Well, no, not exactly. The Guardian published the password. Wikileaks failed to secure the encrypted payload. They both had to fail for the security breach to have happened. Irresponsibility is shared there, and as best I can tell, Julian is embarrassed and attempting to salvage ego with a dumb "I meant to do that" sort of maneuver.
The Guardian is being a bit silly in complaining now, after the data is already out there - anyone with an interest has already found a torrent.
But really, the whole thing is silly, given that the cables were available very widely to (as I understand it) millions of US folks already. I simply don't believe that documents shared with 7 figures of people, security cleared or no, don't find their way to people who have an interest in such things.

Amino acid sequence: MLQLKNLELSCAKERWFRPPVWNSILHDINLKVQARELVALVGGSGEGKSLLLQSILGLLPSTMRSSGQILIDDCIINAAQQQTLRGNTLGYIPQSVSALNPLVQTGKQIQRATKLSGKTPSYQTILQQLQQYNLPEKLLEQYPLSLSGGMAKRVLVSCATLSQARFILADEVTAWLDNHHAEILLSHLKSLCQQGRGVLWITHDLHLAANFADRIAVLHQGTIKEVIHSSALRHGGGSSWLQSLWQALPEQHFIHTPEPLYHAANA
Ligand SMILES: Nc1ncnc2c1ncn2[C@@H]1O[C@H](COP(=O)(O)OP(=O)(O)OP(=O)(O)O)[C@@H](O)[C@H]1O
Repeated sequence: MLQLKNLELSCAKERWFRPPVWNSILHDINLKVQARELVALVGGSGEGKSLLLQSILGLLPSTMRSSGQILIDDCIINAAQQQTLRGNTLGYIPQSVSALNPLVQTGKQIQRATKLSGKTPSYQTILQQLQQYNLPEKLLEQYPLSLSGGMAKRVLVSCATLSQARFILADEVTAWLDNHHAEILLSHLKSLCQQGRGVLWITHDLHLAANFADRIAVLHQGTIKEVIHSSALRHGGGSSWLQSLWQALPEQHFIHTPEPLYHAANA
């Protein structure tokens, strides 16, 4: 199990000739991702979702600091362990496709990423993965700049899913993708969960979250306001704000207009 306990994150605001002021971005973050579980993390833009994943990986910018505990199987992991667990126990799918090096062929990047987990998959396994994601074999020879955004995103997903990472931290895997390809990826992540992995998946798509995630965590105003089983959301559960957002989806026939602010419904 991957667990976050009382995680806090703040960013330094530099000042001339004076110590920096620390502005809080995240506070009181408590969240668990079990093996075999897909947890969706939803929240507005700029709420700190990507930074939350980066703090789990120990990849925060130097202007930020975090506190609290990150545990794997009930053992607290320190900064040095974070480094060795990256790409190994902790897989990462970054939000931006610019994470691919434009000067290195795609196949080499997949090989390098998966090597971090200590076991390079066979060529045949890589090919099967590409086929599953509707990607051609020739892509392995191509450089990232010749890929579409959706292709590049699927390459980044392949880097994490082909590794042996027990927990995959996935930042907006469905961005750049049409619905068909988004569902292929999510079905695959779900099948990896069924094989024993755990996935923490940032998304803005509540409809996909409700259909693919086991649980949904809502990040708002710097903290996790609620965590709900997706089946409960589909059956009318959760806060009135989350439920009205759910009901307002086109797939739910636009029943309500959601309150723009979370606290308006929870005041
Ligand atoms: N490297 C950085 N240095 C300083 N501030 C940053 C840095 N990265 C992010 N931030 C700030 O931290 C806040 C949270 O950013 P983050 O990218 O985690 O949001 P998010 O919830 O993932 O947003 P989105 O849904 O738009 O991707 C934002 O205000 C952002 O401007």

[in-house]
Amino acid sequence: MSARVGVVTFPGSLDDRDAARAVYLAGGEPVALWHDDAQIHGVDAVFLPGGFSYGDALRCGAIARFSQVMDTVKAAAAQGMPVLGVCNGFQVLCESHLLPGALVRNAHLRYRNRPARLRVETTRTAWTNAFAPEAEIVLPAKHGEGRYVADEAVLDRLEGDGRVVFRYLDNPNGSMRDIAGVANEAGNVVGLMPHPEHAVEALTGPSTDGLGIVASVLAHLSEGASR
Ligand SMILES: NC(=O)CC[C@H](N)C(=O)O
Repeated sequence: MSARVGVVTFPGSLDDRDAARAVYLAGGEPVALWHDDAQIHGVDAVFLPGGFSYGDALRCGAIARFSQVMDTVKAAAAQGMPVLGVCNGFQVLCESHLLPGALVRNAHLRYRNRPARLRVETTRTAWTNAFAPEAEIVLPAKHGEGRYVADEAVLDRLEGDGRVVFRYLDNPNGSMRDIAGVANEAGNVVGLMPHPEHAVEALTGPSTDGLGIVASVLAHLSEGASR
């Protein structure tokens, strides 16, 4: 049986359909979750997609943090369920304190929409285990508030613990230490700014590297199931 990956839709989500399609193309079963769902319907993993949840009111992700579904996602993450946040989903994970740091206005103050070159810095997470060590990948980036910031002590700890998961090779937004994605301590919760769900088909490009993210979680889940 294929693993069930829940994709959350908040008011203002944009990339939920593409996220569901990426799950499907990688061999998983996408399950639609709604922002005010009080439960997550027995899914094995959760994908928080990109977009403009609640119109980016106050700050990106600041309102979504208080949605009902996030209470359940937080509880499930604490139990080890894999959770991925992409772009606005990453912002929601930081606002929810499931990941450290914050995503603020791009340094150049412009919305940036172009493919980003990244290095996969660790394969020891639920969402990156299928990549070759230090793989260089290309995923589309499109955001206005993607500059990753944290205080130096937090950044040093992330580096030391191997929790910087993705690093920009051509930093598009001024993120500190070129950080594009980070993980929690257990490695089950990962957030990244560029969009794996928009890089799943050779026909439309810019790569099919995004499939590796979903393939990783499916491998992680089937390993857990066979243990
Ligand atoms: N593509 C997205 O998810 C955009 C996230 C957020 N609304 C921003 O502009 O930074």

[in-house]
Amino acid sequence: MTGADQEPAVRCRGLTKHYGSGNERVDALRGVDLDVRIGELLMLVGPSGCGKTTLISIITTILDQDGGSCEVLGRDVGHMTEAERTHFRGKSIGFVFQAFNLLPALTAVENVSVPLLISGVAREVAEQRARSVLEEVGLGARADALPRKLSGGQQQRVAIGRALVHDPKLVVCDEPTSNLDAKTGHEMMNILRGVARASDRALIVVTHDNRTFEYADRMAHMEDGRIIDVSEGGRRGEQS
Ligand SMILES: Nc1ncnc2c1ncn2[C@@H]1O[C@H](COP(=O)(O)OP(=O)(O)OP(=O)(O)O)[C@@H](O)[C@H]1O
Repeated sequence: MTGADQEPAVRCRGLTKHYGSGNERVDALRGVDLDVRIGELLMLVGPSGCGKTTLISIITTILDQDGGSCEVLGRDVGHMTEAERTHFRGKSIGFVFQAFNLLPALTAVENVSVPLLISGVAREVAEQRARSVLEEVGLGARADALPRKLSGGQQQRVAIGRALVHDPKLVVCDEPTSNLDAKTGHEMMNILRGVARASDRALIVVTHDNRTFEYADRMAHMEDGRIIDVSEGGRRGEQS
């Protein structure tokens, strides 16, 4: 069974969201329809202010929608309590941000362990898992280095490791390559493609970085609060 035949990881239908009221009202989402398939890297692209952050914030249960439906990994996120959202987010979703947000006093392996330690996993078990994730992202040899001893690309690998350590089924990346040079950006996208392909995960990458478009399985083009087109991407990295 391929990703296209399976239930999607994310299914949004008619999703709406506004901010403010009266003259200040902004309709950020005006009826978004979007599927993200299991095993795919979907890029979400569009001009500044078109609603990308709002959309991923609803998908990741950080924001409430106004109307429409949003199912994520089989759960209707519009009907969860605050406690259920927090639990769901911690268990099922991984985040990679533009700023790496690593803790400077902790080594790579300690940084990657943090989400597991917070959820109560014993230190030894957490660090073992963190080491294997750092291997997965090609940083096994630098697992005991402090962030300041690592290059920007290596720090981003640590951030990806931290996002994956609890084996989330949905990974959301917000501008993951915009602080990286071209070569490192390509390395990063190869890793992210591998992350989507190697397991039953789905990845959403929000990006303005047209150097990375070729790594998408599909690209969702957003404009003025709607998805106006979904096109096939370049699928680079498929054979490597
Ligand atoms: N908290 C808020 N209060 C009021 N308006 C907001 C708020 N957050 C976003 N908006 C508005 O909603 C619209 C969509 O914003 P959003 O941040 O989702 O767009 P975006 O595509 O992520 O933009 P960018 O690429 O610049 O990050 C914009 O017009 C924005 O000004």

Most of the hot air being puffed about this has to do with what is public-public, instead of private-public. It makes a difference. (To pick a different example: "everybody knows" that many cops in the US arrest routinely people who annoy them on bullshit charges. This is private-public knowledge. Now imagine documents hypothetical leaking about this being policy. That would make it public-public.